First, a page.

BADSEY - SELF-IMPROVEMENT ASSOCIATION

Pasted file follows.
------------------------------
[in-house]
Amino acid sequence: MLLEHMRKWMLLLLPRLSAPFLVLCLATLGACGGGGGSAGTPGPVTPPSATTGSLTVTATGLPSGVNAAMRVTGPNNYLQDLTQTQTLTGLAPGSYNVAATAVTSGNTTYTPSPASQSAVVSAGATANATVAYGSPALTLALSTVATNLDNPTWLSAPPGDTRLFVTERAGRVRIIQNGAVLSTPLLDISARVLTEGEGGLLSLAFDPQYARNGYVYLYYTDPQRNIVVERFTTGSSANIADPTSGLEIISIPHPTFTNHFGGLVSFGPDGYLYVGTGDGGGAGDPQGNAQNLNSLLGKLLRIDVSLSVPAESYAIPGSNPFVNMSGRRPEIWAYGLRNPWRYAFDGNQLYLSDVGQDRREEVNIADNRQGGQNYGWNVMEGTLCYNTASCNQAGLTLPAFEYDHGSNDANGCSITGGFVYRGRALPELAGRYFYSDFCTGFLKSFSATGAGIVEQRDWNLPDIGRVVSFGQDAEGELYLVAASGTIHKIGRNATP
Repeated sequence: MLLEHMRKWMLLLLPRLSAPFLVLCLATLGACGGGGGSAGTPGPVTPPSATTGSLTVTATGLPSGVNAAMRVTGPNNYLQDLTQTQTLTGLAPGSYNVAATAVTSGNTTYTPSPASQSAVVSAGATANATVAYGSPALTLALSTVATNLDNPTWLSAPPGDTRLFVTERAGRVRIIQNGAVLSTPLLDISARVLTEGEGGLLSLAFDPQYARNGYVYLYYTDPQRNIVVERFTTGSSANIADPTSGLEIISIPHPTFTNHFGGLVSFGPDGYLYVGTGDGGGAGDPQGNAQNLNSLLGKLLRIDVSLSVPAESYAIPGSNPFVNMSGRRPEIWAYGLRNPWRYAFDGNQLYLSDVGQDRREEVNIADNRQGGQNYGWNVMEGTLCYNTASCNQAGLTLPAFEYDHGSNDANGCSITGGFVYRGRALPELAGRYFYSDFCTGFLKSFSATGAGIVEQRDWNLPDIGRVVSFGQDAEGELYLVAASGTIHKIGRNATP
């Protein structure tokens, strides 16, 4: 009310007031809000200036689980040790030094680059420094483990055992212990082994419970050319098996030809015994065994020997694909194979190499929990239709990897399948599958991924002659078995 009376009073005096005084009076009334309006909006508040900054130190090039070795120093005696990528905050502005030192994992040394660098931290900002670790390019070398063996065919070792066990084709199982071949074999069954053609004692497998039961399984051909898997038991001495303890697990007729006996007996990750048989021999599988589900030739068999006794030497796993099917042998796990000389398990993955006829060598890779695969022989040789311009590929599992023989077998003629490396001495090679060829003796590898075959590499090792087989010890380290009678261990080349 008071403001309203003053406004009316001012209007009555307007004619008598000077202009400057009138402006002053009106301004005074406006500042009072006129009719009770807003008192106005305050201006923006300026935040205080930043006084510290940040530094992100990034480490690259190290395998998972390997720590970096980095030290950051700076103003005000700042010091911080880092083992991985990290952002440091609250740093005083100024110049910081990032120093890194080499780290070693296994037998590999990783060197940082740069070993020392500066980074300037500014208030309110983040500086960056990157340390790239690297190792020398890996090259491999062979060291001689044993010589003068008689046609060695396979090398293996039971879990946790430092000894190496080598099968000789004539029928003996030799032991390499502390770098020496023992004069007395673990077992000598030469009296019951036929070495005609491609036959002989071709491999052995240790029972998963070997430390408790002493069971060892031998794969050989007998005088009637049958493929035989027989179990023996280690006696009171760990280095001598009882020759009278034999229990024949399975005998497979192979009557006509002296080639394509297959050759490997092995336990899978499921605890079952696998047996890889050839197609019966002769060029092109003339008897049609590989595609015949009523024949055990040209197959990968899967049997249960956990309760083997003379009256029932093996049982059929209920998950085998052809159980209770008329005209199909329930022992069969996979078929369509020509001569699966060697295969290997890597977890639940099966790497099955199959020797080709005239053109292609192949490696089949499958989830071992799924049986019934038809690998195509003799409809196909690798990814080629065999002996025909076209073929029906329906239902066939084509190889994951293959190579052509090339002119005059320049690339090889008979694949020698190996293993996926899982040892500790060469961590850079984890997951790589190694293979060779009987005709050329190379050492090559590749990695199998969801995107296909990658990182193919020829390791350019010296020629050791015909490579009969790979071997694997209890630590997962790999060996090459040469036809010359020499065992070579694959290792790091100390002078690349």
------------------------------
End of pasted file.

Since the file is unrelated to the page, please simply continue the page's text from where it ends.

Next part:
The annual feast was held at Mr H Keen’s cottage, on Old Christmas Day, when about 30 members sat down to “good hot roast and boiled”. The president, Mr John Phipps, took the chair, and after the usual loyal toasts, read a letter from the Vicar expressing his regret that he was obliged to be absent but heartily wishing the society success and as pleasant a meeting as the last. The toast of the evening, “Prosperity to the Badsey Improvement Society”, was proposed by the Chairman and responded to by Mr Jones in a rather lengthy address, in which he contrasted the position of the English peasant with that of the artisan, insisting on the great advantages the peasant enjoyed as to the time at his disposal and the nature of his work, and lamented his want of culture, indifference to literature, and the low estimate that was formed of him as shown by satirical periodicals and newspapers generally, and argued that this state of things should no longer continue, and although it was almost impossible to change the tastes of middle-aged men, the young men had now in their villages opportunities for reading and study equal to those of towns. After some practical suggestions as to the work of the society, and the absolute necessity of the young men so perfecting themselves in reading as to be able to understand what they read, the speaker proposed the “Officers of the Society”. Thomas Hall, in reply, showed the difference between the present time and when he was a boy, he having left school at five years old, and in his young days when men and boys met together it was generally to teach one another what they ought not to know. He congratulated the society on the state of their finances, for after paying the expenses of last year’s feast, buying Chambers’ Dictionary and other books, they had a balance in hand of £1 7s 6d. Many other toasts were drunk and suitably acknowledged, amongst others “The Visitors”, responded to by a Bretforton friend, who said he considered Badsey the parent society; they had established a similar one at Bretforton and they came to Badsey for rules and regulations. The health of the Rev T H Hunt was drunk with enthusiasm. Mr Jones, and thanks for his address (drunk with musical honours) called up Mr Jones, who apologised for the opinion he had first formed of them, and his regret that, believing them to be a branch of the Reform Association, he had called their place of meeting a sedition shop. A great number of songs were sung, and the proceedings passed off harmoniously and satisfactorily.